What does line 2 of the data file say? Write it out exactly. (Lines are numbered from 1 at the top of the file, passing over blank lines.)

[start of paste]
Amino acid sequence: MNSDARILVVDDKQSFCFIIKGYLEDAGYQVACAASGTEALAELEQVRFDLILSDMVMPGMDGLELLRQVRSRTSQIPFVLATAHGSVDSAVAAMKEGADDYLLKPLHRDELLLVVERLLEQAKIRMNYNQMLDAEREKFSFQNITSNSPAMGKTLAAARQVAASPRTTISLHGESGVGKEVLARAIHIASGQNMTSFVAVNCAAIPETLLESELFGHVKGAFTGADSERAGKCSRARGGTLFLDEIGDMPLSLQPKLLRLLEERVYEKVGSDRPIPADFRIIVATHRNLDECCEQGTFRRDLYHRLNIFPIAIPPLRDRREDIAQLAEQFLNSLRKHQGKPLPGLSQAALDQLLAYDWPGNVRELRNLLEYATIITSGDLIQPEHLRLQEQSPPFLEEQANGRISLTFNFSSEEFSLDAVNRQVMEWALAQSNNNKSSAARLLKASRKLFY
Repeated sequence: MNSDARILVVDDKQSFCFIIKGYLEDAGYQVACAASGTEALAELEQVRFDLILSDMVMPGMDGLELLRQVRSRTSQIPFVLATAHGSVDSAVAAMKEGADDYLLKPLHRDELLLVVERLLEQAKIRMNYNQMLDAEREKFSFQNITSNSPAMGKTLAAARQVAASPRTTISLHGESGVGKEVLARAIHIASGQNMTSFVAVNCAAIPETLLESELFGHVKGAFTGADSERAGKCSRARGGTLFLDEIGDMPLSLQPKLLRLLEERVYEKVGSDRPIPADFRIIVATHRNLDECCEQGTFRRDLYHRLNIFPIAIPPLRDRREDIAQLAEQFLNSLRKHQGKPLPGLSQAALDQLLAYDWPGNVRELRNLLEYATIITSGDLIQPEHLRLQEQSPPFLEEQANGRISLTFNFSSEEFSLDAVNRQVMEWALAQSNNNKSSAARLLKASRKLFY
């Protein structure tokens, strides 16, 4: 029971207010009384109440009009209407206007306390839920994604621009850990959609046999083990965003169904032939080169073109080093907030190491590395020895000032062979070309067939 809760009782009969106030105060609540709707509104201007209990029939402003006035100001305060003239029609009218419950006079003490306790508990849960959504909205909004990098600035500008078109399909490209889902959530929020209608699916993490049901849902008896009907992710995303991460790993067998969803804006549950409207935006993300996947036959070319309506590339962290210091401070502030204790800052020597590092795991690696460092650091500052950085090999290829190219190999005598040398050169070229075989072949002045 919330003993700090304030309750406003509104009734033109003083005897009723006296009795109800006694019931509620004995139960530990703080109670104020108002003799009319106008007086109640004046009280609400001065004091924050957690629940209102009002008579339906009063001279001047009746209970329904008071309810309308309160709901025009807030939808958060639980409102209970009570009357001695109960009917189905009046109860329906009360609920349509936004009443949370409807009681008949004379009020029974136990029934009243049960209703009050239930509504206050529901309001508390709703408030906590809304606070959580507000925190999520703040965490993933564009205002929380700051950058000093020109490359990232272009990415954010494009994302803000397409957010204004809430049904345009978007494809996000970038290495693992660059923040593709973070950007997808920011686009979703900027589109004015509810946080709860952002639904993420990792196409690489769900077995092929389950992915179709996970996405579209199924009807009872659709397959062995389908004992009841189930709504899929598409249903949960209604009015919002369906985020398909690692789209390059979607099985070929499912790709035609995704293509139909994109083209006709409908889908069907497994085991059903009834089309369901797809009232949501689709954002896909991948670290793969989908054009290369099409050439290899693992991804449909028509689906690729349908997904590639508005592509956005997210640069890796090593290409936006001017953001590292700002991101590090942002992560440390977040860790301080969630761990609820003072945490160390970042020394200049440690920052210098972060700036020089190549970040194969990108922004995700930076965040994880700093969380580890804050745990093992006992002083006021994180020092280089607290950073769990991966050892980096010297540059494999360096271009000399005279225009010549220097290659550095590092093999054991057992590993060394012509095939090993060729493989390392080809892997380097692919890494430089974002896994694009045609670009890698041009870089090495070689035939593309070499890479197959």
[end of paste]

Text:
Repeated sequence: MNSDARILVVDDKQSFCFIIKGYLEDAGYQVACAASGTEALAELEQVRFDLILSDMVMPGMDGLELLRQVRSRTSQIPFVLATAHGSVDSAVAAMKEGADDYLLKPLHRDELLLVVERLLEQAKIRMNYNQMLDAEREKFSFQNITSNSPAMGKTLAAARQVAASPRTTISLHGESGVGKEVLARAIHIASGQNMTSFVAVNCAAIPETLLESELFGHVKGAFTGADSERAGKCSRARGGTLFLDEIGDMPLSLQPKLLRLLEERVYEKVGSDRPIPADFRIIVATHRNLDECCEQGTFRRDLYHRLNIFPIAIPPLRDRREDIAQLAEQFLNSLRKHQGKPLPGLSQAALDQLLAYDWPGNVRELRNLLEYATIITSGDLIQPEHLRLQEQSPPFLEEQANGRISLTFNFSSEEFSLDAVNRQVMEWALAQSNNNKSSAARLLKASRKLFY